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marinelife's avatar

Do you think the New Yorker cover of the Obamas missed the mark as satire?

Asked by marinelife (62485points) July 14th, 2008

Here is the image, if you have not seen it. The editors titled it The Politics of Fear (although that appears only on the inside cover).

If we could possibly discuss this as an issue in and of itself and not pro or con Obama as a candidate that would be great.

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16 Answers

chatnoir's avatar

Absolutely. What in the world were they thinking? I don’t get the irony, if it’s supposed to be satire. It’s just crude. Awful. It makes me feel bad just to look at it. I’m a New Yorker subscriber…...for now, but I am reconsidering. I’m shocked at their lack of taste.

andrew's avatar

I think it’s so over the top that it’s pretty hard to miss as satire.
I just heard the editor on NPR, and his remark about how (paraphrased) “people who make the remark ‘well I get it but I worry about people in other parts of the country who won’t’ think that satire is exclusively upper-east-side” is pretty good.

It’s a joke. I love it. It’s ridiuclous.

That said, my foray into the image was discussion about it, so that taints my perception.

marinelife's avatar

@chatnoir I am also a longtime reader of the New Yorker (never the same in the post-Wallace Shawn era if you ask me.) I am not sure how I feel about this. I want to sleep on it. On the face of it, I think it was not a very wise choice.

@andrew I am going to see if I can find that NPR interview. Was it All Things Considered? What is PHE? I’m not sure the New Yorker is viewed by most as a vehicle of satire. If that had been on MAD Magazine I’d have laughed.

gailcalled's avatar

I found it shockingly inappropriate…a picture is worth 1000 words and most people do not read the New Yorker, but they might easily spot the cover at a news stand. It has gotten a huge blizzard of terrible publicity. Maybe the new New Yorker is trying to become page 6 of the New York Post and increase readership. Clear satire was the Saul Steinberg map of the world as seen from NY’s Ninth Ave.

Agree about Wallace Shawn era.

marinelife's avatar

@gc Yes, that is obvious satire. My concern with the current cover is that all it does is codify what some extremists (AKA Fox News) are saying about the Obamas so how is that satire?

gailcalled's avatar

It’s not, according to most of the English-speaking world.

Google Cover news

Cardinal's avatar

He is going for the #1 job in the world he better get used to editorial cartoonists!

chatnoir's avatar

@cardinal – I think it is a dangerous idea to sit silent when racism and bigotry are used for humor. I don’t support ‘getting used’ to it. I support naming it what it is and letting it get some air in the light of day. Pretending that because it is a weak and failed attempt at satire it is acceptable in a civilized society is a step backward not forward. It’s like laughing at racist or sexist jokes. Not that funny.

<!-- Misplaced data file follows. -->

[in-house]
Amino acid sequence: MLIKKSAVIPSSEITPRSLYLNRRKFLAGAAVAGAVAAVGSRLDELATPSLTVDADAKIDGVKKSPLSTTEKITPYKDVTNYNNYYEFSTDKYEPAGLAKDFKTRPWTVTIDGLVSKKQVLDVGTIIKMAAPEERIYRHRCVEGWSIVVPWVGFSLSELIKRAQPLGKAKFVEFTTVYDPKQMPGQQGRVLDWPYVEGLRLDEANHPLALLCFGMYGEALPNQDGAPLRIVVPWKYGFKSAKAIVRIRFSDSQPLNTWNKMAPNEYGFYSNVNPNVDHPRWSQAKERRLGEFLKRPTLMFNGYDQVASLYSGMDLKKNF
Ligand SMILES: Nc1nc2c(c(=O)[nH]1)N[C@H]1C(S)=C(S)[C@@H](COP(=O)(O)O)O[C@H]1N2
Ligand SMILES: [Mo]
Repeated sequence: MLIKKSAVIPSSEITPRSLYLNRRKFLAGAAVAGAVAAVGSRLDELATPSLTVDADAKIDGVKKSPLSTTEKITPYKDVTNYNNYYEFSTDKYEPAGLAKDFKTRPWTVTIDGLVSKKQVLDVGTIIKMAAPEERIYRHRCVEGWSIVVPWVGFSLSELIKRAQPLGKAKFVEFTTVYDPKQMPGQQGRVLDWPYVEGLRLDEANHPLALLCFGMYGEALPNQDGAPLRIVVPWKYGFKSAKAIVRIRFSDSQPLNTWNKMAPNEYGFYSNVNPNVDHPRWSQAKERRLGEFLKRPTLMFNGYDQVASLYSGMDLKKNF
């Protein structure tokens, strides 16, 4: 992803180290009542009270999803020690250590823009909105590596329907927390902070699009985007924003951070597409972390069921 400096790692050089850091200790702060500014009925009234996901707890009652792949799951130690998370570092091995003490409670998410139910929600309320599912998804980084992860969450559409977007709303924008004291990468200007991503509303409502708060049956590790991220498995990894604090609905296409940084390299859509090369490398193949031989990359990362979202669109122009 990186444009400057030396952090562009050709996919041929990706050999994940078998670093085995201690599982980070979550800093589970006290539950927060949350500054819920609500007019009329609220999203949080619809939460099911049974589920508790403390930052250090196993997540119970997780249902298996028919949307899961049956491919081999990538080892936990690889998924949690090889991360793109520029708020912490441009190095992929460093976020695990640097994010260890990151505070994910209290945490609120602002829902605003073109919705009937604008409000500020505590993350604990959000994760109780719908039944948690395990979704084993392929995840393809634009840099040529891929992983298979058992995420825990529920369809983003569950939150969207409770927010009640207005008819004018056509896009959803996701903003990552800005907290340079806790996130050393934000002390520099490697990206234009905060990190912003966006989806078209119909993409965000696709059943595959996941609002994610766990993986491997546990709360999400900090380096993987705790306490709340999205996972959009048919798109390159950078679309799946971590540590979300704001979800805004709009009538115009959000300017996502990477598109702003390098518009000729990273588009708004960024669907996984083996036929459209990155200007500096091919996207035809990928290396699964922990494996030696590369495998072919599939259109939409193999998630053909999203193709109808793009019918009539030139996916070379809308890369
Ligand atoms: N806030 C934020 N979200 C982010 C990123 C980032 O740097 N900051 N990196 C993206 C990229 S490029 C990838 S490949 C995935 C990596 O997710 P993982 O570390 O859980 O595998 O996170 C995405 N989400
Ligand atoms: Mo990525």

MacBean's avatar

“people who make the remark ‘well I get it but I worry about people in other parts of the country who won’t’ think that satire is exclusively upper-east-side”

Sadly, most people here don’t actually get it, either. I adore satire but probably nine out of ten people just do not understand it when they see it and wind up taking it seriously and being offended. This cover is satire because it’s saying “This is what the extremists think. See how ridiculous it is?” I see the same thing with racist and sexist jokes in the circles I travel in. The jokes are still told and laughed at but it’s not the content that’s being laughed at. It’s the absurdity of the idiots who actually do believe/agree with the content.

gooch's avatar

@chatnoir I find that humor in general is usually at the expense of someone. Feelings are feelings don’t stop at racism include economic status, religious views, and physical attributes. George W.Bush is made fun of all the time for his ears, speaking skills, and religious views. Carter for his drunk brother and peanut farming history. Ford for falling down all the time. My point is nobody likes being made fun of. Do you enjoy being the center of a joke?

gailcalled's avatar

I find that self-deprecating humor, like Woody Allen uses, is sometimes (to the benefit of the riff) part of a good comedian’s routine. Not that I am a good comedian, but I make fun of myself all the time. (There is so much material-it would be a waste not to use it.)

But I would NEVER use the same technique for someone else, other than Milo.

chatnoir's avatar

@gooch I don’t like any humor that is at the expense of someone else. So, I agree with your every word…Although, my husband teases me about things, from time to time and so did my grandfather and it is rather endearing and I know it is done with love, but in general I don’t like humor that is at the expense of someone else. If it hurts someone, to me, that’s not funny. There’s lot of humor that isn’t at the expense of someone else.

winblowzxp's avatar

If it were George and Laura Bush, would there still be an uproar about it?

jvgr's avatar

I’ve been a regular reader of the New Yorker for many years, and so I can easily understand their intent; and that it was satirical.

Did you read the article? That’s the question.

mdavis682's avatar

Yes, Yes I do. Unfortunately there are too many people in this country that aren’t smart enough to understand what satire is.

seekingwolf's avatar

Well I sure smirked when I saw it.
smirks again

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